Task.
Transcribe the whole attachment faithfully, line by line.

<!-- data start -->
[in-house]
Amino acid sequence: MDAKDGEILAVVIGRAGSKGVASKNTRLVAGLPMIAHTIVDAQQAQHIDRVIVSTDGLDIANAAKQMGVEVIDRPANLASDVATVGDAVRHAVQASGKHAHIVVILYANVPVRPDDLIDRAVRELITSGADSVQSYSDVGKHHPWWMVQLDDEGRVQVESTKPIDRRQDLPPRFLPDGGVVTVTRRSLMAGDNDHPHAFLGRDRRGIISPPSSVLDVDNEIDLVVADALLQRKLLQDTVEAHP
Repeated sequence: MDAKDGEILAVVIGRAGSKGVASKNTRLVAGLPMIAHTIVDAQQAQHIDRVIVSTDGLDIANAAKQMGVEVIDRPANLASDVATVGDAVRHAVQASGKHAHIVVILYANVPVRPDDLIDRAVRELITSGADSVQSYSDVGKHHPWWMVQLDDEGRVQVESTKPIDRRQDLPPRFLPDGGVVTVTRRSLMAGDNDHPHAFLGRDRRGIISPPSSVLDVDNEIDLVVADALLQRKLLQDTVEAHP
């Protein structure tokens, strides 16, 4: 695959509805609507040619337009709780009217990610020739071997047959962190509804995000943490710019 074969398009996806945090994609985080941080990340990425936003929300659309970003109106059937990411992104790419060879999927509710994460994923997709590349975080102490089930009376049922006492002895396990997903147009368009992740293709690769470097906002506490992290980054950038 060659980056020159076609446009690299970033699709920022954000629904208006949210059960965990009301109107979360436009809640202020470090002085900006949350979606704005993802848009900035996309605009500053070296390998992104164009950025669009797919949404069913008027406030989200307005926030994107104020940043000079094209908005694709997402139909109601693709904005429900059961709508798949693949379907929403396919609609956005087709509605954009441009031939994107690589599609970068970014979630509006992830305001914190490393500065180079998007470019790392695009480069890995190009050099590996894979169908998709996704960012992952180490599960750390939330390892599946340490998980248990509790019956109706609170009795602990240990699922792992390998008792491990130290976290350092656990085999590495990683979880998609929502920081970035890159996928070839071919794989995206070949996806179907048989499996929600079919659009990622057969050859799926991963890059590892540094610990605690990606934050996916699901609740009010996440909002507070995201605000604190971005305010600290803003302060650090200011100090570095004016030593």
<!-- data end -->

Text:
[in-house]
Amino acid sequence: MDAKDGEILAVVIGRAGSKGVASKNTRLVAGLPMIAHTIVDAQQAQHIDRVIVSTDGLDIANAAKQMGVEVIDRPANLASDVATVGDAVRHAVQASGKHAHIVVILYANVPVRPDDLIDRAVRELITSGADSVQSYSDVGKHHPWWMVQLDDEGRVQVESTKPIDRRQDLPPRFLPDGGVVTVTRRSLMAGDNDHPHAFLGRDRRGIISPPSSVLDVDNEIDLVVADALLQRKLLQDTVEAHP
Repeated sequence: MDAKDGEILAVVIGRAGSKGVASKNTRLVAGLPMIAHTIVDAQQAQHIDRVIVSTDGLDIANAAKQMGVEVIDRPANLASDVATVGDAVRHAVQASGKHAHIVVILYANVPVRPDDLIDRAVRELITSGADSVQSYSDVGKHHPWWMVQLDDEGRVQVESTKPIDRRQDLPPRFLPDGGVVTVTRRSLMAGDNDHPHAFLGRDRRGIISPPSSVLDVDNEIDLVVADALLQRKLLQDTVEAHP
């Protein structure tokens, strides 16, 4: 695959509805609507040619337009709780009217990610020739071997047959962190509804995000943490710019 074969398009996806945090994609985080941080990340990425936003929300659309970003109106059937990411992104790419060879999927509710994460994923997709590349975080102490089930009376049922006492002895396990997903147009368009992740293709690769470097906002506490992290980054950038 060659980056020159076609446009690299970033699709920022954000629904208006949210059960965990009301109107979360436009809640202020470090002085900006949350979606704005993802848009900035996309605009500053070296390998992104164009950025669009797919949404069913008027406030989200307005926030994107104020940043000079094209908005694709997402139909109601693709904005429900059961709508798949693949379907929403396919609609956005087709509605954009441009031939994107690589599609970068970014979630509006992830305001914190490393500065180079998007470019790392695009480069890995190009050099590996894979169908998709996704960012992952180490599960750390939330390892599946340490998980248990509790019956109706609170009795602990240990699922792992390998008792491990130290976290350092656990085999590495990683979880998609929502920081970035890159996928070839071919794989995206070949996806179907048989499996929600079919659009990622057969050859799926991963890059590892540094610990605690990606934050996916699901609740009010996440909002507070995201605000604190971005305010600290803003302060650090200011100090570095004016030593």